Advice to Senior ManagementInvest more in training and promoting solid research professionals.

    Yes, I would recommend this company to a friend

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    • Disapproves of CEO

    7 people found this helpful  

    High turnover, churn and burn mentality, use cheap young labor to make consultants rich

    Senior Associate (Former Employee)

    ProsSome consultants are industry experts who have some good clients. They showed me how to develop a good client relationship. High volume dialing helped to get me familiar with talking to C level individuals. Exposure to a variety of industries and job functions during your first year.

    ConsFamily run business breeds nepotism. Every week I was learning about 'who was related to who' and 'who went to college with the CEO's son'. Arbitrary promotions of the worst employees yet rockstar recruiters were not promoted so they left the company and got real jobs in corporate. Mgmt temps you with the hopes of becoming a 'Consultant' which is where the money is...however, very few if any consultants start out as associates so its misrepresentation. No visibility even when you are the lead associate on assignments. Not friendly to people who don't want to work 60 hours a week for low pay. Number of years of experience, knowledge of the business world, and expertise in the sector you worked in were not rewarded. All the consultants and management cared about was filling the seat and making as many calls per day as you could. Performance evaluations are nonexistent and consist of the VP asking you 4 questions on a form. If you do not link up with a successful consultant, you will not be valued by the company. So basically, you better work in the Chicago office or you will not be successful. Also, bonuses are very small...typically 1-3% however was promised much more. No other performance criteria are tracked except fills so as long as jobs got filled, management thought you were successful. Promotions consist of changing your title with no increase in salary an no real change in duties. No HR department, an administrative assistant is now the HR Director and has no previous experience managing a large company's HR functions. Ethical issues in recruiting and in the way they deal with employees. Consultants consistently lie to clients about who they have and where they are in the search process. A lot of resume recycling on searches that are similar just to fill reports for clients. Sometimes the candidates on reports wouldn't even know they were being submitted! Some consultants well known for screaming at associates, degrading them, and calling/emailing them at all hours of the night. I once was told that the only women who were successful in the company were single with no children. A horribly run company who makes money inspire of itself. One day someone will file a lawsuit and they will be exposed. Clients are not top tier...some are...Retail Practice was successful but other areas were basically getting any client that would give us work. Churn and burn mentality leads to high turnover and burnout of employees. Benefits are horrible...they prey on young kids who have no experience and don't know any better. Very immature culture at this firm.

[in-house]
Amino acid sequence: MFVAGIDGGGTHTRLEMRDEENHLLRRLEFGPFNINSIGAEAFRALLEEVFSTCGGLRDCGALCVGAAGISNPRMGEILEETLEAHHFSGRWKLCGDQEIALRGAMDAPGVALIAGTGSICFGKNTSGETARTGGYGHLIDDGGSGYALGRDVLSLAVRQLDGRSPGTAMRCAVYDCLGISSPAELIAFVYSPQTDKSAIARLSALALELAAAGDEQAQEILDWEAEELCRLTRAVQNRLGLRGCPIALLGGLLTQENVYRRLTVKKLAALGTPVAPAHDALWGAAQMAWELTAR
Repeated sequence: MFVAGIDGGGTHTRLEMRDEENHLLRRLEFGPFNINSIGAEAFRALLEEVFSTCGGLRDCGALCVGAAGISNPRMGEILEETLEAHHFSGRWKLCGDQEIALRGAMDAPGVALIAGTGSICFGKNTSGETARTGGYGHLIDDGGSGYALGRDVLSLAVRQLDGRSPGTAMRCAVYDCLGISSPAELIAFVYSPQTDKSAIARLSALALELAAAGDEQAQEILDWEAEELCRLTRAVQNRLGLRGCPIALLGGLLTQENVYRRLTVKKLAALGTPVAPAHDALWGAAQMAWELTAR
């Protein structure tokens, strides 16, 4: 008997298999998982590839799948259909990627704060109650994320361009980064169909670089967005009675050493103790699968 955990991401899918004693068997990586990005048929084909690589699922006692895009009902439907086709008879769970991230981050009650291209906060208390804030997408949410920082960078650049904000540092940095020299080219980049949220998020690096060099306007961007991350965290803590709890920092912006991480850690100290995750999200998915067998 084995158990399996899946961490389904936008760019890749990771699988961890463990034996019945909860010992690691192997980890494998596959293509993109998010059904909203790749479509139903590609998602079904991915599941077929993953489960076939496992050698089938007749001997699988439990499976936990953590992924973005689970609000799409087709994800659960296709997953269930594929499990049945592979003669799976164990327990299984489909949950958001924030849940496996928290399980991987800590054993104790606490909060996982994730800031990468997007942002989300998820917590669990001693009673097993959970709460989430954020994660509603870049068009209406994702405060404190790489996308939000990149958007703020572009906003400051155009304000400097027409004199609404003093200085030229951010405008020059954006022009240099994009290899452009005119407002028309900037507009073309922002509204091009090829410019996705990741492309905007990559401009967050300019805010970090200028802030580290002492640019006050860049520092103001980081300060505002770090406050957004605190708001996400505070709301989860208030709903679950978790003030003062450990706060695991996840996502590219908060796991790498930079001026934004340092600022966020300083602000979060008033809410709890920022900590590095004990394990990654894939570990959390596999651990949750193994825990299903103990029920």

Advice to Senior ManagementEstablish a real HR department, establish a real training program, establish a real culture. Create reward system that matches what employees are evaluated on...

    No, I would not recommend this company to a friend – I'm not optimistic about the outlook for this company